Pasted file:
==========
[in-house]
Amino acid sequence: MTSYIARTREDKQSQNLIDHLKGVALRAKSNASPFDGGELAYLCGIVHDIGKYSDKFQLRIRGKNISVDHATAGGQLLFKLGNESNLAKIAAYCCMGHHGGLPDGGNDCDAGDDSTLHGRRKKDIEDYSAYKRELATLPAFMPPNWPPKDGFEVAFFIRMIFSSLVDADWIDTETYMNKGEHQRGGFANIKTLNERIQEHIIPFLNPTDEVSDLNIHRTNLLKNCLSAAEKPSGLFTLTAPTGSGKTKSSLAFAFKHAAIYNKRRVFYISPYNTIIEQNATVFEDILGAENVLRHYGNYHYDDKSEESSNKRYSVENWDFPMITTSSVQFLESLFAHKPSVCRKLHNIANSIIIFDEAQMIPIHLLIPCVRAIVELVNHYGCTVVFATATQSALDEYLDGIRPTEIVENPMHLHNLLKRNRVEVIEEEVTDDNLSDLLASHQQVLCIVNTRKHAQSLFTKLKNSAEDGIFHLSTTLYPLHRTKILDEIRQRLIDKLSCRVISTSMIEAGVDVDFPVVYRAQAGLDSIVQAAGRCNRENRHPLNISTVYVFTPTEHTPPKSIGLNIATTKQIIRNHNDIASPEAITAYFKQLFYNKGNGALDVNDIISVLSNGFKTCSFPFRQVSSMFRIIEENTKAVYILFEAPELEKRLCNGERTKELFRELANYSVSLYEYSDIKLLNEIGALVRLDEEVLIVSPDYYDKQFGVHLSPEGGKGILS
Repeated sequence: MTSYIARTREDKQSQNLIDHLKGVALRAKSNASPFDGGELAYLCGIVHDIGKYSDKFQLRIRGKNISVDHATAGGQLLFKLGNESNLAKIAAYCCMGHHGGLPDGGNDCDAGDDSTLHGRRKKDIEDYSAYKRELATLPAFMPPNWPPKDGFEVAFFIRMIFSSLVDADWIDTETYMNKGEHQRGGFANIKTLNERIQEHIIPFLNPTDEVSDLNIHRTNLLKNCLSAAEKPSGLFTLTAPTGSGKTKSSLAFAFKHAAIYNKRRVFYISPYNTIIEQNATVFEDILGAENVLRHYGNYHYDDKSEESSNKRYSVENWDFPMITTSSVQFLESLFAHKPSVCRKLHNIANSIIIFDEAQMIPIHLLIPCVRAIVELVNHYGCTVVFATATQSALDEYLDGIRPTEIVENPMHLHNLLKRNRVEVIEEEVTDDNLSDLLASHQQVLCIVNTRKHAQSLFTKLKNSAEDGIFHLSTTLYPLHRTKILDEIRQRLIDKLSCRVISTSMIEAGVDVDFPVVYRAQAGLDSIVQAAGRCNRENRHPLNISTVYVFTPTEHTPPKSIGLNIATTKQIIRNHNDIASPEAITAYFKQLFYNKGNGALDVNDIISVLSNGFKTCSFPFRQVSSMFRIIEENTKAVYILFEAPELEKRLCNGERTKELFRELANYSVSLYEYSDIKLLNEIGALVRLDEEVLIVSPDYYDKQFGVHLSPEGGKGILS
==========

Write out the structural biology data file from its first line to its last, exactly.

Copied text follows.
[in-house]
Amino acid sequence: MTSYIARTREDKQSQNLIDHLKGVALRAKSNASPFDGGELAYLCGIVHDIGKYSDKFQLRIRGKNISVDHATAGGQLLFKLGNESNLAKIAAYCCMGHHGGLPDGGNDCDAGDDSTLHGRRKKDIEDYSAYKRELATLPAFMPPNWPPKDGFEVAFFIRMIFSSLVDADWIDTETYMNKGEHQRGGFANIKTLNERIQEHIIPFLNPTDEVSDLNIHRTNLLKNCLSAAEKPSGLFTLTAPTGSGKTKSSLAFAFKHAAIYNKRRVFYISPYNTIIEQNATVFEDILGAENVLRHYGNYHYDDKSEESSNKRYSVENWDFPMITTSSVQFLESLFAHKPSVCRKLHNIANSIIIFDEAQMIPIHLLIPCVRAIVELVNHYGCTVVFATATQSALDEYLDGIRPTEIVENPMHLHNLLKRNRVEVIEEEVTDDNLSDLLASHQQVLCIVNTRKHAQSLFTKLKNSAEDGIFHLSTTLYPLHRTKILDEIRQRLIDKLSCRVISTSMIEAGVDVDFPVVYRAQAGLDSIVQAAGRCNRENRHPLNISTVYVFTPTEHTPPKSIGLNIATTKQIIRNHNDIASPEAITAYFKQLFYNKGNGALDVNDIISVLSNGFKTCSFPFRQVSSMFRIIEENTKAVYILFEAPELEKRLCNGERTKELFRELANYSVSLYEYSDIKLLNEIGALVRLDEEVLIVSPDYYDKQFGVHLSPEGGKGILS
Repeated sequence: MTSYIARTREDKQSQNLIDHLKGVALRAKSNASPFDGGELAYLCGIVHDIGKYSDKFQLRIRGKNISVDHATAGGQLLFKLGNESNLAKIAAYCCMGHHGGLPDGGNDCDAGDDSTLHGRRKKDIEDYSAYKRELATLPAFMPPNWPPKDGFEVAFFIRMIFSSLVDADWIDTETYMNKGEHQRGGFANIKTLNERIQEHIIPFLNPTDEVSDLNIHRTNLLKNCLSAAEKPSGLFTLTAPTGSGKTKSSLAFAFKHAAIYNKRRVFYISPYNTIIEQNATVFEDILGAENVLRHYGNYHYDDKSEESSNKRYSVENWDFPMITTSSVQFLESLFAHKPSVCRKLHNIANSIIIFDEAQMIPIHLLIPCVRAIVELVNHYGCTVVFATATQSALDEYLDGIRPTEIVENPMHLHNLLKRNRVEVIEEEVTDDNLSDLLASHQQVLCIVNTRKHAQSLFTKLKNSAEDGIFHLSTTLYPLHRTKILDEIRQRLIDKLSCRVISTSMIEAGVDVDFPVVYRAQAGLDSIVQAAGRCNRENRHPLNISTVYVFTPTEHTPPKSIGLNIATTKQIIRNHNDIASPEAITAYFKQLFYNKGNGALDVNDIISVLSNGFKTCSFPFRQVSSMFRIIEENTKAVYILFEAPELEKRLCNGERTKELFRELANYSVSLYEYSDIKLLNEIGALVRLDEEVLIVSPDYYDKQFGVHLSPEGGKGILS